Another visual artist who plays off the feel of classic Hollywood films of the 1940s and 1950s is Alex Prager. In a sense, her short La Petite Mort starts where Gravity stopped. The main character is a woman who could have walked straight out of any classic Hollywood movie. She has got the large eye lashes, the feminine curves, the luxuriously curled hair. She has been abandoned by her lover and she has already reached rock bottom. The anguish and despair is visible on her face. A train is approaching fast, the shrill noise of the train whistle signalling her inevitable doom. Anxiously we wonder: can she still be saved? It seems so, since just before impact with the train the woman falls backwards into a nearby pond.

The film slows down to let the woman swim in murky waters to reach the surface, thus trying to overcome her problems. Unfortunately, this does not solve anything. She rises from the water still dry, still impeccably and glamorously dressed, still anguished. She clambers up the slope to confront an angry crowd. Who are these people? And who are they to judge her? Uncertain she pushes her way through the livid mass of people. She is trying to ignore their cruel and accusing stares as best as she can, until she ultimately reaches her goal. We see a man, but he is a bit of a disappointment. He is certainly no Carey Grant. Was this the man who abandoned her? She tries to reach out to him, but then drops to the floor.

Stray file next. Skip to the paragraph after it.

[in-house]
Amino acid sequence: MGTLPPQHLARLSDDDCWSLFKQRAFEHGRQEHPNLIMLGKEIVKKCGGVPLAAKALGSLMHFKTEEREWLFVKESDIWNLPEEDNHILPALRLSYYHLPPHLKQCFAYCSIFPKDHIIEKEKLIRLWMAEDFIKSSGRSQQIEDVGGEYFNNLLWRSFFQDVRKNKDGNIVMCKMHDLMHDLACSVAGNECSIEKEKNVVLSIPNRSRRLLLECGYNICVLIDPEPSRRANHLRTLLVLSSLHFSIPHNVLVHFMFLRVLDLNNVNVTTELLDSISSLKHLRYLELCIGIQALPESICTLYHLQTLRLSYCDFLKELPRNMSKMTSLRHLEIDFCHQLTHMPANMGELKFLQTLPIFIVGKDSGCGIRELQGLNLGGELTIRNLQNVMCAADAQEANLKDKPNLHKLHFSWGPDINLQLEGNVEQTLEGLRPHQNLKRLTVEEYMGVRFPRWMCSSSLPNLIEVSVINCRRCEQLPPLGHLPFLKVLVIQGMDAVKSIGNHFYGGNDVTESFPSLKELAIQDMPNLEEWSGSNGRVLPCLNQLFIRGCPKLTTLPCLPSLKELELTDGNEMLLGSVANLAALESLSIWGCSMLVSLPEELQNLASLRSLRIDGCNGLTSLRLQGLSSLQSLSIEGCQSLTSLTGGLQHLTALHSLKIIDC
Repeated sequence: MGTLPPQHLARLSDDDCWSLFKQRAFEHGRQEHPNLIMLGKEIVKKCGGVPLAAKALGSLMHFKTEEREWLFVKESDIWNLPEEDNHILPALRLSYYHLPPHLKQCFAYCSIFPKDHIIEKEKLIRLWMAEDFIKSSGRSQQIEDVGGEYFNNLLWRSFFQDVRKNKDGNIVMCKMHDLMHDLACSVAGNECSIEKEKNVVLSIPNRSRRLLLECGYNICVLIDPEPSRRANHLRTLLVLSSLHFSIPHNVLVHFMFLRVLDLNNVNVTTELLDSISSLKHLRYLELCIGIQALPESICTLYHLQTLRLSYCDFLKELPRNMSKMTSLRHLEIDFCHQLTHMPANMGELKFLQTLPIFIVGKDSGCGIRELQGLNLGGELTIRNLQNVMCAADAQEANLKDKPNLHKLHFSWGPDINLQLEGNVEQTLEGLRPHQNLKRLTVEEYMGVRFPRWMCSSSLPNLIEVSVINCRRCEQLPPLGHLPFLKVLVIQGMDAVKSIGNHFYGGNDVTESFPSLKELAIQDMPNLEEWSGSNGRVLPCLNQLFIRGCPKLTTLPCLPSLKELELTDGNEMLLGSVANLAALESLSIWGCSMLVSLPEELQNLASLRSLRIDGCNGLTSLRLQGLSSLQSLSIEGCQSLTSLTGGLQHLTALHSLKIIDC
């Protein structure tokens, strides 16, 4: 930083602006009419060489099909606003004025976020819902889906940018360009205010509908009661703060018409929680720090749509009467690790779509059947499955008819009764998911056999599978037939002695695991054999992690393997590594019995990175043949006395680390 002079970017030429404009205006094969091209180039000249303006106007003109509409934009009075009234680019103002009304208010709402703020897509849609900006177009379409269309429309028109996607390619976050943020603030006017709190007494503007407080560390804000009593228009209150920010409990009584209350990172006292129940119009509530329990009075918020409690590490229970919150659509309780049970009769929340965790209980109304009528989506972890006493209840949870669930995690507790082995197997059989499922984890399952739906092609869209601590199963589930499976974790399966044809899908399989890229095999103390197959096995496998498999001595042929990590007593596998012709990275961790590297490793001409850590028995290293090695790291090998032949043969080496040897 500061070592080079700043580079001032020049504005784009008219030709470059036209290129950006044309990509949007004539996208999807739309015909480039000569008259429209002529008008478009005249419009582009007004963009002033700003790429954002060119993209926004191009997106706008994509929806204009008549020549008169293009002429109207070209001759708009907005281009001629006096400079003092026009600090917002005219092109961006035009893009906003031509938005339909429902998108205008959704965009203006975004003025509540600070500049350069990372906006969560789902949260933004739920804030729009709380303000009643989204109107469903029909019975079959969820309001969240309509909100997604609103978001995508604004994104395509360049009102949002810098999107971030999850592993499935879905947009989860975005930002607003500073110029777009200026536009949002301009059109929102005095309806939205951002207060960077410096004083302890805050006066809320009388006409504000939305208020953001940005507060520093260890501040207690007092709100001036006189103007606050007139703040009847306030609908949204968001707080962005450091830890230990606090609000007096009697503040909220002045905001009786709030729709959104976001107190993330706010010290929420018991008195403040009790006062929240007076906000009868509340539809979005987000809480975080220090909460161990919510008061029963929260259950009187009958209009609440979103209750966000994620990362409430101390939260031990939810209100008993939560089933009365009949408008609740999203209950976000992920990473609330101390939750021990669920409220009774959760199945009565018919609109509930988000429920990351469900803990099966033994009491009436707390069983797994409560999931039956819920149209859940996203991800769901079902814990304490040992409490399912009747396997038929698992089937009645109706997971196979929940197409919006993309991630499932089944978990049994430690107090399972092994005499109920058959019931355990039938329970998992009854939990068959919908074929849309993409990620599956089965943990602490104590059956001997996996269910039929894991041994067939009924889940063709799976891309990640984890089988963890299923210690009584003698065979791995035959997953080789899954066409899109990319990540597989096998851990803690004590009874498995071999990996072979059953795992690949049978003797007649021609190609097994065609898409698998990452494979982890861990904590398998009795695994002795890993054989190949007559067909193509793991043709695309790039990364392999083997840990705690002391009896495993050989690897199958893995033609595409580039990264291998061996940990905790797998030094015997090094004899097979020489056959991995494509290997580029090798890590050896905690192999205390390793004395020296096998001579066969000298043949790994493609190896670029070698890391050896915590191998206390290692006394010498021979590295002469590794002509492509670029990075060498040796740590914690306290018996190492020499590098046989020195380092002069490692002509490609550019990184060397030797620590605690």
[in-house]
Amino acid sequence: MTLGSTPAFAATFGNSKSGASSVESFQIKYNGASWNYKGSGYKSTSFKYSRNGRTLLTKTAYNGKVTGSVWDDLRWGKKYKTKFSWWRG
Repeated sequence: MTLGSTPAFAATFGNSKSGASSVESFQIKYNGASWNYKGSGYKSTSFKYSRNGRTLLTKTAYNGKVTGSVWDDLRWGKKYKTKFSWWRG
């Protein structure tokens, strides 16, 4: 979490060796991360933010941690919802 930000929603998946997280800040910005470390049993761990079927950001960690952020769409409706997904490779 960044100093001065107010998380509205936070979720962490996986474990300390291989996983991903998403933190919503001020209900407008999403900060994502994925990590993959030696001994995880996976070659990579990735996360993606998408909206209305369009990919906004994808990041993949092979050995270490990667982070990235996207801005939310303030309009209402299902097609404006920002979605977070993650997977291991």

La Petite Morte has a similar musical score to Gravity. It fades in and out. It creates suspense and hints at complex feelings and experiences that cannot always be adequately expressed visually, such as anguish, dread and doom. Like Provost, Prager makes use of the stroboscopic effect, if only for a moment, to visualise the swirling and confusing feelings. But whereas Provost relies solely on fast editing to create overwhelming sensations, Prager prefers the use of vivid colours. She deftly weaves together the influence of photographic predecessors such as William Eggleston, Cindy Sherman, Enrique Metinides and Weegee as well as film makers like Alfred Hitchcock, Luis Bunuel and David Lynch. In that sense, she has a lot in common with Provost, who throughout his career has been fascinated by cinema’s history.

But whereas Provost does not provide us with closure in Gravity, hinting at a possible, unseen happy end, La Petite Mort is more brutal in its implications.

Prager’s film tries to visualise both death and orgasm, and indeed the title is the French euphemism for the latter. But just like in most classic Hollywood movies, sex or death is not actually shown in La Petite Mort. It is alluded to, hinted at, implied. But whereas Provost does not provide us with closure in Gravity, hinting at a possible, unseen happy end, La Petite Mort is more brutal in its implications. The credits role over a train track slipping away from underneath us. The life of the female lead is slowly, but surely coming to its inexorable end.